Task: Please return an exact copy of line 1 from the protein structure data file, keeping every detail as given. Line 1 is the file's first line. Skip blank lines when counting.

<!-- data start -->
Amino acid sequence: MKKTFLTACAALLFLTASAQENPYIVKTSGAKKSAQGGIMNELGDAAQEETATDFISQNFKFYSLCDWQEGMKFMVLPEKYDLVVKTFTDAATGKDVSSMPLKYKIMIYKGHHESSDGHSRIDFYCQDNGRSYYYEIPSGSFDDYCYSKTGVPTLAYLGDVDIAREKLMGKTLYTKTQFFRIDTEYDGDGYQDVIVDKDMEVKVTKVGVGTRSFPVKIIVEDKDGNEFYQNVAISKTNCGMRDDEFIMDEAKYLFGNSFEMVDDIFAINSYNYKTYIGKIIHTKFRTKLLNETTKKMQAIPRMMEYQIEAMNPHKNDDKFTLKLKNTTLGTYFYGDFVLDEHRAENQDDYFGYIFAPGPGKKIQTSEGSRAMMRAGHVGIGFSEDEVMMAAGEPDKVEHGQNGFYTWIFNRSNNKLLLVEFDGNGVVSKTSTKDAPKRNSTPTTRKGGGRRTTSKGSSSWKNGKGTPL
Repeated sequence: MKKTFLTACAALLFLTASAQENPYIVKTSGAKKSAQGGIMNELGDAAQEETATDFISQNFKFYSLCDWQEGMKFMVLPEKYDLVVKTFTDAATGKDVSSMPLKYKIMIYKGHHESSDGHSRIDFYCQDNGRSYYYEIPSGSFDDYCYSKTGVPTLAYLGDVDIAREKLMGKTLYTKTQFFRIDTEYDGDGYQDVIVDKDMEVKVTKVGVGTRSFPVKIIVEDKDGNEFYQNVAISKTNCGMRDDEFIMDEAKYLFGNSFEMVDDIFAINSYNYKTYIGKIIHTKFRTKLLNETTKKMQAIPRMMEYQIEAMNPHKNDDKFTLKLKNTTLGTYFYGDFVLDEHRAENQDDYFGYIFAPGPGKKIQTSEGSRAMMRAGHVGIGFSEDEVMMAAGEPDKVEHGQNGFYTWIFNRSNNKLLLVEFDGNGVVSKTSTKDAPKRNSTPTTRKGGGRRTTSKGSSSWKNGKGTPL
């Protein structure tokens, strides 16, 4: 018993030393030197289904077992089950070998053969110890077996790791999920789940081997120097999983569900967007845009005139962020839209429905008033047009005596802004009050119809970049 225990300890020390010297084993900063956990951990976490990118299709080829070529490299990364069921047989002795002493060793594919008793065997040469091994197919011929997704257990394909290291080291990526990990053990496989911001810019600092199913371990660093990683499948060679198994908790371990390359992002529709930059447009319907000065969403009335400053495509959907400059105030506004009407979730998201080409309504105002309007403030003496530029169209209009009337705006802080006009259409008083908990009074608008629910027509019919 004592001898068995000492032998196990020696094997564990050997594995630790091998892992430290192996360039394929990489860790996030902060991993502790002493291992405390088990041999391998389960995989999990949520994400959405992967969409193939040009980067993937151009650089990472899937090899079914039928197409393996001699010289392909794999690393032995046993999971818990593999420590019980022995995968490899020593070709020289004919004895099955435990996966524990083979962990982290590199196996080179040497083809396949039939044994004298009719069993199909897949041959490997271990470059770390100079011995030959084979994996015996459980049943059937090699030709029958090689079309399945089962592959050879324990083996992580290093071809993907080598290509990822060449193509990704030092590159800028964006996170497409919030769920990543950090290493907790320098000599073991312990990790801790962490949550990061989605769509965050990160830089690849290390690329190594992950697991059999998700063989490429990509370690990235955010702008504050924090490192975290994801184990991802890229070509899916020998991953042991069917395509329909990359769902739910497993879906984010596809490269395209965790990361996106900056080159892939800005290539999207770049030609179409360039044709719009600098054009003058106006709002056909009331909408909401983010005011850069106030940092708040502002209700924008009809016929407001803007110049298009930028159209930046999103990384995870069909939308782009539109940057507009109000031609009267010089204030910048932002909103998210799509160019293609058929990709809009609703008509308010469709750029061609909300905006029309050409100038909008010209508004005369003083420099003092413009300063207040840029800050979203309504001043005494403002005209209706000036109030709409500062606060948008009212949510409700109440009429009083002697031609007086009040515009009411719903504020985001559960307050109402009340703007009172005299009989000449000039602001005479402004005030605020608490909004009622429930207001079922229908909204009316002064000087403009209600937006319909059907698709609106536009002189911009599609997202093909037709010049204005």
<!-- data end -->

Amino acid sequence: MKKTFLTACAALLFLTASAQENPYIVKTSGAKKSAQGGIMNELGDAAQEETATDFISQNFKFYSLCDWQEGMKFMVLPEKYDLVVKTFTDAATGKDVSSMPLKYKIMIYKGHHESSDGHSRIDFYCQDNGRSYYYEIPSGSFDDYCYSKTGVPTLAYLGDVDIAREKLMGKTLYTKTQFFRIDTEYDGDGYQDVIVDKDMEVKVTKVGVGTRSFPVKIIVEDKDGNEFYQNVAISKTNCGMRDDEFIMDEAKYLFGNSFEMVDDIFAINSYNYKTYIGKIIHTKFRTKLLNETTKKMQAIPRMMEYQIEAMNPHKNDDKFTLKLKNTTLGTYFYGDFVLDEHRAENQDDYFGYIFAPGPGKKIQTSEGSRAMMRAGHVGIGFSEDEVMMAAGEPDKVEHGQNGFYTWIFNRSNNKLLLVEFDGNGVVSKTSTKDAPKRNSTPTTRKGGGRRTTSKGSSSWKNGKGTPL